Plaintiffs filed this suit in September 2009, alleging, among other things, that Penske Corp. "fail[ed] to inspect, maintain and repair" the trucks in which they claim to have been injured. (Am. Compl. ¶¶ 14, 68.) Following extensive discovery, Penske Corp. moved for summary judgment on its affirmative defense that it is insulated from liability because of "the exclusive remedy doctrine set forth in [N.Y. Workers' Compensation Law §§ 11 and 29(6)]." (Dkt. No. 68 ¶ 267; see Dkt. No. 105.) Despite the fact that discovery had been stayed pending a decision on the motion by text order entered September 12, 2011, plaintiffs requested additional discovery relevant to Penske Corp.'s motion. (See Dkt. No. 102.) By text order entered November 17, 2011, plaintiffs' application was denied with notice that they could seek relief pursuant to Fed. R. Civ. P. 56(d) in their papers opposing the summary judgment motion. (See Dkt. No. 111.)
The standard of review pursuant to Fed. R. Civ. P. 56 is well established and will not be repeated here. For a full discussion of the standard, the court refers the parties to its decision in Wagner v. Swarts, No. 1:09--cv--652, 2011 WL 5599571, *4 (N.D.N.Y. Nov. 17, 2011).
Penske Corp. argues that, given Penske LP's close relationship with Penske Logistics, it-the general partner of Penske LP-should be treated as plaintiffs' employer for purposes of N.Y. Workers' Compensation Law § 11, which limits the recovery of an employee as against his employer to workers' compensation benefits alone. (See Dkt. No. 105, Attach. 2 at 2, 5-9.) Specifically, Penkse Corp. contends that Penske Logistics is Penske LP's alter ego. (See id. at 5-8.) Plaintiffs assert in opposition that, because Penske LP did not exercise sufficient domination and control of Penske Logistics, Penske Logistics is not Penske LP's alter ego. (See Dkt. No. 111 at 14-24.) Because an issue of fact exists, the court denies the motion.*fn4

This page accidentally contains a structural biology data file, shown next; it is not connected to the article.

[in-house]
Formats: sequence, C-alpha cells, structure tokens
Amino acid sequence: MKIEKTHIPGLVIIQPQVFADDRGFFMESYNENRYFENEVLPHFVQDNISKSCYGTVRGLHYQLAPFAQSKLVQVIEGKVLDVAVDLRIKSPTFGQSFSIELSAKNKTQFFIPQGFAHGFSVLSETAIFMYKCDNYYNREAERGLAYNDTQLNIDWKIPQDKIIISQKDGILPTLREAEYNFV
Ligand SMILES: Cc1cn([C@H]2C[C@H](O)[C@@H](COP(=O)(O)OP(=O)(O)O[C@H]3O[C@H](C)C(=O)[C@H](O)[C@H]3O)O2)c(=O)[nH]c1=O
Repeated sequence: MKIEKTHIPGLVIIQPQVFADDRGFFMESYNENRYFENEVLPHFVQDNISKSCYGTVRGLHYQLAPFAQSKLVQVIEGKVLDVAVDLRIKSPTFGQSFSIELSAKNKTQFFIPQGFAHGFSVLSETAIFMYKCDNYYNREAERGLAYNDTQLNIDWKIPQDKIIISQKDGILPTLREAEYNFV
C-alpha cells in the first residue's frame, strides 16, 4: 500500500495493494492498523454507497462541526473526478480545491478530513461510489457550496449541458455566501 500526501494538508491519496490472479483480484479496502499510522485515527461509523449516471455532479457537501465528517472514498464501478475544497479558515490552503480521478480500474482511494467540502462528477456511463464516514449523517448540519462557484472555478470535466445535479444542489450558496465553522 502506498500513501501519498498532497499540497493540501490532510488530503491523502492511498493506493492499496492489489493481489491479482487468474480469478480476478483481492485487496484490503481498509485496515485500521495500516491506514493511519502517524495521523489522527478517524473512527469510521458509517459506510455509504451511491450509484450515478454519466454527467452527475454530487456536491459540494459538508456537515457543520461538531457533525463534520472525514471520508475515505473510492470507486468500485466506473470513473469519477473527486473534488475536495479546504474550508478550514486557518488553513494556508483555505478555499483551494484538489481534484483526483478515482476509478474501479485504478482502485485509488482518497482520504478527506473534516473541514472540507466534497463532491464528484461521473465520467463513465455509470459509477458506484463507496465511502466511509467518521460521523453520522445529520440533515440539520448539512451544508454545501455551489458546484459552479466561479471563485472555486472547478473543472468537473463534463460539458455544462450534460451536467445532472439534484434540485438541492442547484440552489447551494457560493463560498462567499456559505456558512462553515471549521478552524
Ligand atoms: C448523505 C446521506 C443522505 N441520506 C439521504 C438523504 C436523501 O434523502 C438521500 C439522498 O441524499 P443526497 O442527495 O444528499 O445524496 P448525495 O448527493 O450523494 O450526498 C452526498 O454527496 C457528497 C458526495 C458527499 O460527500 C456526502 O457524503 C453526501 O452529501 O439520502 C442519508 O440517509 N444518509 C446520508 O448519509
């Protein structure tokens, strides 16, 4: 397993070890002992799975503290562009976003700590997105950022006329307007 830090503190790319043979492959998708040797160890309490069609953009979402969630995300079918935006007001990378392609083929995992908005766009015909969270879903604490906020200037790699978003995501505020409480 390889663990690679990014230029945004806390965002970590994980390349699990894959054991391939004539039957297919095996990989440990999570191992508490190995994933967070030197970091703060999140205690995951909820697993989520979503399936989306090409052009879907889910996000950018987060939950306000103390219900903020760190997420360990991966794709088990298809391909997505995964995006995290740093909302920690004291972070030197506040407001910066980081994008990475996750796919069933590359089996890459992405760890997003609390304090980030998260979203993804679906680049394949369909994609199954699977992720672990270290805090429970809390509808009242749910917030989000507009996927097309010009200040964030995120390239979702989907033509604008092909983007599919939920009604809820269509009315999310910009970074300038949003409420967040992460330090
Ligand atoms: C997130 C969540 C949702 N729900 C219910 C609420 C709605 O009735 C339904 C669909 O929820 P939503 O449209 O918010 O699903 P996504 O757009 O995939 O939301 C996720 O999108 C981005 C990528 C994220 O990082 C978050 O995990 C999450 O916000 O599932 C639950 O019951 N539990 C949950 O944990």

"[W]hen an employee is injured in the course of his employment, his sole remedy against his employer lies in his entitlement to a recovery under the Workers' Compensation Law." Billy v. Consol. Mach. Tool Corp., 51 N.Y.2d 152, 156 (1980) (citation omitted); see N.Y. Workers' Comp. Law §§ 11, 29(6); McClary v. O'Hare, 786 F.2d 83, 85 (2d Cir. 1986). However, a parent corporation may be deemed an employer for purposes of the exclusivity rule if its subsidiary functions as its alter ego. See Coneo v. Washington Heights Hellenic Orthodox Church, Inc., 81 A.D.3d 525, 526 (1st Dep't 2011). "[T]he standard for finding an alter ego relationship is high, requiring direct intervention by the parent in the management of the subsidiary to such an extent that the subsidiary's paraphernalia of incorporation, directors and officers are completely ignored." Len v. State, 74 A.D.3d 1597, 1599 (3d Dep't 2010) (internal quotation marks and citations omitted). Simply put, the ...